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The Jeffersonian cyclopedia;

a comprehensive collection of the views of Thomas Jefferson classified and arranged in alphabetical order under nine thousand titles relating to government, politics, law, education, political economy, finance, science, art, literature, religious freedom, morals, etc.;

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5548. MOREAU (General J. Victor), Reception of.—
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5548. MOREAU (General J. Victor), Reception of.—

I confess that the enclosed
letter from General Turreau excites in me both
jealousy and offence in undertaking, and without
apology, to say in what manner to receive
and treat Moreau within our own country.
Had Turreau been here longer he would have
known that the national authority pays honors
to no foreigners. That the State authorities,
municipalities and individuals, are free to render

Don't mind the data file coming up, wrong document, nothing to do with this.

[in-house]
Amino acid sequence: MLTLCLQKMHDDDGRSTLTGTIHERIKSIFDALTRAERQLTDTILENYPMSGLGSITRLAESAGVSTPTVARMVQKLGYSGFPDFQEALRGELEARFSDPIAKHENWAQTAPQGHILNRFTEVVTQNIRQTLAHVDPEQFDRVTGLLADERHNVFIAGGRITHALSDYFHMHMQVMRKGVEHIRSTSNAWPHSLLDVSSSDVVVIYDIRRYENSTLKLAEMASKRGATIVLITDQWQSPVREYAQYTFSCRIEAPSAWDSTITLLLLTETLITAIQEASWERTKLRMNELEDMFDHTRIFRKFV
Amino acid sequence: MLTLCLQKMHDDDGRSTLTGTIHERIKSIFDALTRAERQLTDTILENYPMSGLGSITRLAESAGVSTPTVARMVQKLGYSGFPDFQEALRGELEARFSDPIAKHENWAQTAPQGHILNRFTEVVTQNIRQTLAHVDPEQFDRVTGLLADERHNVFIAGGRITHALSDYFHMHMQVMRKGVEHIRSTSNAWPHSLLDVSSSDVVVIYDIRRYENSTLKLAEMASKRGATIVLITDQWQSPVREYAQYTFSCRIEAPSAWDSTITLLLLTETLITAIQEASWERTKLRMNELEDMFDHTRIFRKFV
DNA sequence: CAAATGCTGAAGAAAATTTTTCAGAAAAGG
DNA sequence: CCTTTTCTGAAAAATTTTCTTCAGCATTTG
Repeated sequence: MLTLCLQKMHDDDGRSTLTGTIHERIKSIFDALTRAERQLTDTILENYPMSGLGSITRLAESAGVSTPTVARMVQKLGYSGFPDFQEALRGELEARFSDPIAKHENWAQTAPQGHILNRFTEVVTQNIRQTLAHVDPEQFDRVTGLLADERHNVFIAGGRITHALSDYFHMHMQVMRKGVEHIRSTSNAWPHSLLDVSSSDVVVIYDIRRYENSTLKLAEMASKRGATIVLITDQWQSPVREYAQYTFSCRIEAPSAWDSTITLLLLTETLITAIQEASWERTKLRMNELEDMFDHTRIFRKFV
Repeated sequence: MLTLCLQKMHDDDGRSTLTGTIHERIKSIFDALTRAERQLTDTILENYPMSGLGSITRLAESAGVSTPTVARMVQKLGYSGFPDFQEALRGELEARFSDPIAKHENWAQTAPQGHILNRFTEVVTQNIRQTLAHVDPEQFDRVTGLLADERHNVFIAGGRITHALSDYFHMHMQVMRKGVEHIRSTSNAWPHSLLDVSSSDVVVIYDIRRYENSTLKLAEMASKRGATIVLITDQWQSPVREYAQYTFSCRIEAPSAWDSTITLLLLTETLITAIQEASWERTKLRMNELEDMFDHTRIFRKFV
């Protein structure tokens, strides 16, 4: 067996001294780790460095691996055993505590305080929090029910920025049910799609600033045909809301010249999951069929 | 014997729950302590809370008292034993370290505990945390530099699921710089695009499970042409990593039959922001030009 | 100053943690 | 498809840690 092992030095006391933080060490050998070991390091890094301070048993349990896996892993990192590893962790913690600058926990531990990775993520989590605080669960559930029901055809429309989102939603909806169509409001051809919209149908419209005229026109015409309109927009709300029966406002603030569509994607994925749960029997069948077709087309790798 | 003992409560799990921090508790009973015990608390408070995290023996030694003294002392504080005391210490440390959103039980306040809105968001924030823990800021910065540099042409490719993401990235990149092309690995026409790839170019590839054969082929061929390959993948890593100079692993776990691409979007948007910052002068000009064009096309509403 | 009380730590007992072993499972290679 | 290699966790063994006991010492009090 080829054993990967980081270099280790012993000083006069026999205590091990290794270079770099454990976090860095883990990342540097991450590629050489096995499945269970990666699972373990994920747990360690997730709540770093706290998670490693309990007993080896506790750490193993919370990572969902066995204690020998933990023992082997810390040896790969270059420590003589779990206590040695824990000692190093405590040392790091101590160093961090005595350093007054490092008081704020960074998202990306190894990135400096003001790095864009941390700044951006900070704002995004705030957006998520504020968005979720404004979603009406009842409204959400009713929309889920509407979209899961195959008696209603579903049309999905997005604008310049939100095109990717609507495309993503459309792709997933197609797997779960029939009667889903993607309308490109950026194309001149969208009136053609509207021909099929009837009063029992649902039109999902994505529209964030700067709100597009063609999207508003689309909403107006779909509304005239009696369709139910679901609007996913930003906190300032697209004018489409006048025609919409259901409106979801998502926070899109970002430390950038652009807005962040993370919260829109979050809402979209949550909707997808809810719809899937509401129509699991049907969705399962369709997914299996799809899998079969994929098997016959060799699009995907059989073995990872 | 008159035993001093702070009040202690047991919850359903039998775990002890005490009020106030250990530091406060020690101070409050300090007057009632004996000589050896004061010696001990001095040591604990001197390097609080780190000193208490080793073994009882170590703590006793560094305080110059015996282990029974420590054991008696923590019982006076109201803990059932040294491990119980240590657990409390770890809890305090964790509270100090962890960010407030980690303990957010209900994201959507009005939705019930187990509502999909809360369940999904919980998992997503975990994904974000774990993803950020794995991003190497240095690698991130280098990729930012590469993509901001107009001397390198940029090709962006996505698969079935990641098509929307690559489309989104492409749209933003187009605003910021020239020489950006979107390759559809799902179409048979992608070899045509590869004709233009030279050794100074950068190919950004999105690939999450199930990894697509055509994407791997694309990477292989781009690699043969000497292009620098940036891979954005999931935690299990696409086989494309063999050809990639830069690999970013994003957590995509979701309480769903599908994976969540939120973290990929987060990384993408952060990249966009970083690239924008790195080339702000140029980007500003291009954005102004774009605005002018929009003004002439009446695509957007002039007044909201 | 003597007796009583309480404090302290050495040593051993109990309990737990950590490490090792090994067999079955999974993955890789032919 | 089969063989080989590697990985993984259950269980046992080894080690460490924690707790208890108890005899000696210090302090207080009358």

whatever they please, voluntarily, and free
from restraint by us; and he ought to know


Page 595
that no part of the criminal sentence of another
country can have any effect here. The style
of that government in the Spanish business,
was calculated to excite indignation; but it was
a case in which that might have done injury.
But the present is a case which would justify
some notice in order to let them understand
we are not of those powers who will receive
and execute mandates. I think the answer
should show independence as well as friendship.—
To James Madison. Washington ed. iv, 584. Ford ed., viii, 376.
(M. Aug. 1805)